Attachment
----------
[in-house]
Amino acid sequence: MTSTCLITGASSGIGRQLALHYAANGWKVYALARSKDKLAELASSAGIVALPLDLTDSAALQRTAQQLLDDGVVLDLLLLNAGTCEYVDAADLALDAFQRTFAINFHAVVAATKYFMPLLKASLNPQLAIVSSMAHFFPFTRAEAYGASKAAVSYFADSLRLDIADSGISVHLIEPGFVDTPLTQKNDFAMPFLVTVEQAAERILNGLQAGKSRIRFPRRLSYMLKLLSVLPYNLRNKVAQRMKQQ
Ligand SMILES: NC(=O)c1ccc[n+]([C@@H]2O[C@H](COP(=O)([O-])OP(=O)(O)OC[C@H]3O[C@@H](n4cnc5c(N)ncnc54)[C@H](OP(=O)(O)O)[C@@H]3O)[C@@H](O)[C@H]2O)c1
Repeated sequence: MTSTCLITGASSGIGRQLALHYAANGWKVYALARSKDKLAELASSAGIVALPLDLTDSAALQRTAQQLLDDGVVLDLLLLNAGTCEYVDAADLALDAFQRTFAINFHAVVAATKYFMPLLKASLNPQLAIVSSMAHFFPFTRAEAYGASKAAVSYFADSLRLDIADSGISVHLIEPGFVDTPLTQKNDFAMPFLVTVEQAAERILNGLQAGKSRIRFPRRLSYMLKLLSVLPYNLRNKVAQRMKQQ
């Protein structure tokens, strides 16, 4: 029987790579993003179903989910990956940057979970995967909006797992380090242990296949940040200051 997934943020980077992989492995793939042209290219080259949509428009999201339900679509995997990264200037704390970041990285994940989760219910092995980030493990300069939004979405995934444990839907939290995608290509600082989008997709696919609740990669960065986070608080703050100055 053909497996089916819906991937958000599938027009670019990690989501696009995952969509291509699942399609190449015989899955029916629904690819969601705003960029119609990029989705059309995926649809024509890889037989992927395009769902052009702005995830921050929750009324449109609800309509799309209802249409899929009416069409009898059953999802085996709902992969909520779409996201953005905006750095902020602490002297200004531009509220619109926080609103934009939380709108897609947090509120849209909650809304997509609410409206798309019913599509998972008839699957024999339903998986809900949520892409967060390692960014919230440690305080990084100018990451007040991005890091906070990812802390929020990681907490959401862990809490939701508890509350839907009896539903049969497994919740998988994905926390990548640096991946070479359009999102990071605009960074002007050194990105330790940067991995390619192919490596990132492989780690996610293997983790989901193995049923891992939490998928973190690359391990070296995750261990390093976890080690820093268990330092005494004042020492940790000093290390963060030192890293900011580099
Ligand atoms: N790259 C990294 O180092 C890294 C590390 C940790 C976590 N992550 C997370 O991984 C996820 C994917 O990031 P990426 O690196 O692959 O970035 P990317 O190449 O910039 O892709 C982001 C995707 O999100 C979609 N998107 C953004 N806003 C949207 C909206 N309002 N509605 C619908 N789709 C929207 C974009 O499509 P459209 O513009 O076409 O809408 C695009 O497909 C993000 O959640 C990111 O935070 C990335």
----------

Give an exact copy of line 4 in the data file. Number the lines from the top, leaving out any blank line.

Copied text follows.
Repeated sequence: MTSTCLITGASSGIGRQLALHYAANGWKVYALARSKDKLAELASSAGIVALPLDLTDSAALQRTAQQLLDDGVVLDLLLLNAGTCEYVDAADLALDAFQRTFAINFHAVVAATKYFMPLLKASLNPQLAIVSSMAHFFPFTRAEAYGASKAAVSYFADSLRLDIADSGISVHLIEPGFVDTPLTQKNDFAMPFLVTVEQAAERILNGLQAGKSRIRFPRRLSYMLKLLSVLPYNLRNKVAQRMKQQ